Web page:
* The back was fine when I was active; it couldn't be still so I couldn't sleep or work; now it's much crankier for sport but I can do the others; of course, given that I am not a professional hockey player, the others are more important; I miss the sport-adapted back massively, though.

** Do understand this is a problem with Sachin, etc., when it is basically impossible to drop a player for extra-sporting reasons. But this is rare and not the present subject.

Thursday, 6 March 2014


I hope you didn't miss Prince Hubertus von Hohenlohe, Mexican skier. In case you did, the Grantland piece on him is vg. Highlights include his matador/mariachi ski outfit, the fact that his mum was a bit underage when she got married but the Pope okayed it (she later acted in movies like The Vatican Affair, My Bed Is Not for Sleeping, and Homo Eroticus, and she now designs jewellery) and the fact that he's been competing in the Olympics longer than most of the contestants have been alive.

American football name watch: I should never link to these things, because names are just names. Here, however, is a single paragraph about College football:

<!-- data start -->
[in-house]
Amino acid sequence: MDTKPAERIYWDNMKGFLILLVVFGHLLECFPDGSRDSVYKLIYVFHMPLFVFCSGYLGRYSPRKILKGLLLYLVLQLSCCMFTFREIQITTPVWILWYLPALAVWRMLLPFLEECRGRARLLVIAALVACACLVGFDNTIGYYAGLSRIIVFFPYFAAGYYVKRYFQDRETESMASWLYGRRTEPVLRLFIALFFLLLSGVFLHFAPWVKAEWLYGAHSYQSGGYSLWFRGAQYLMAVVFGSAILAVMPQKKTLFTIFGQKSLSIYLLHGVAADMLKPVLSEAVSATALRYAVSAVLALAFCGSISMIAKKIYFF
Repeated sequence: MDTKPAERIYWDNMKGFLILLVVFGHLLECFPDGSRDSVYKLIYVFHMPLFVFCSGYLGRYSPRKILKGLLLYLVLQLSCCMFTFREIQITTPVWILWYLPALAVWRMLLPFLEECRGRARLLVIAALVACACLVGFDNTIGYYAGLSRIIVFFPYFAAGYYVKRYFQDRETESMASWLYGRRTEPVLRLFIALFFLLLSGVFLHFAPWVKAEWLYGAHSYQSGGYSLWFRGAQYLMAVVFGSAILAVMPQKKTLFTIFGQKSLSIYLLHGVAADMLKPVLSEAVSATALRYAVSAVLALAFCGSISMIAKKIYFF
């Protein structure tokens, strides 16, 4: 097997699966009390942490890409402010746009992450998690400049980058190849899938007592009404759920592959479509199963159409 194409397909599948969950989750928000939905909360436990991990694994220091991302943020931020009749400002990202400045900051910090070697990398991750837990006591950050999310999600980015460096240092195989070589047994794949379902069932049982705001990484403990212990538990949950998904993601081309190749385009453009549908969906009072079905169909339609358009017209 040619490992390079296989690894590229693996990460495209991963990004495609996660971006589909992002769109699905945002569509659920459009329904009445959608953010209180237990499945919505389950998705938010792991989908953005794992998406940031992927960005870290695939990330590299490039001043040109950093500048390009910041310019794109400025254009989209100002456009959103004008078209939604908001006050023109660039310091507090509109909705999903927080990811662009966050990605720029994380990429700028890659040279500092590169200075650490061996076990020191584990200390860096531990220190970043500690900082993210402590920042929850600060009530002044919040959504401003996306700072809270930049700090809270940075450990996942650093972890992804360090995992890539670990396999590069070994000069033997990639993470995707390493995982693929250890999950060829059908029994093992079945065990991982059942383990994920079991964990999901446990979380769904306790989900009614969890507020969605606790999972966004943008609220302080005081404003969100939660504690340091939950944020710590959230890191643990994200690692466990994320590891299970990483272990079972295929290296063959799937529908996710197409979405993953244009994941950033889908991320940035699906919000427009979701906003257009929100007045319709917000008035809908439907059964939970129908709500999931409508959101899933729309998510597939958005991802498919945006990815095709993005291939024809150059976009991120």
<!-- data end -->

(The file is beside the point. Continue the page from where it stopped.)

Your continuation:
The Aggies' last two recruiting classes have netted seven four- or five-star receivers, according to Rivals, including potential standouts Ricky Seals-Jones -- who missed most of last year with an injury -- Ja'Quay Williams and LaQuvionte Gonzalez from the class of 2013 and new signees Speedy Noil and Frank Iheanacho. The backfield remains deep with running back talent that took a backseat to Manziel last year, with Trey Williams, Oklahoma transfer Brandon Williams and Tra Carson all entering their junior seasons.

Boring housing link I couldn't not click on via twitter because I live in London and want to understand what the hell is going on. (And which I therefore don't find boring, obviously, but I wish property hadn't become so much of a thing again.)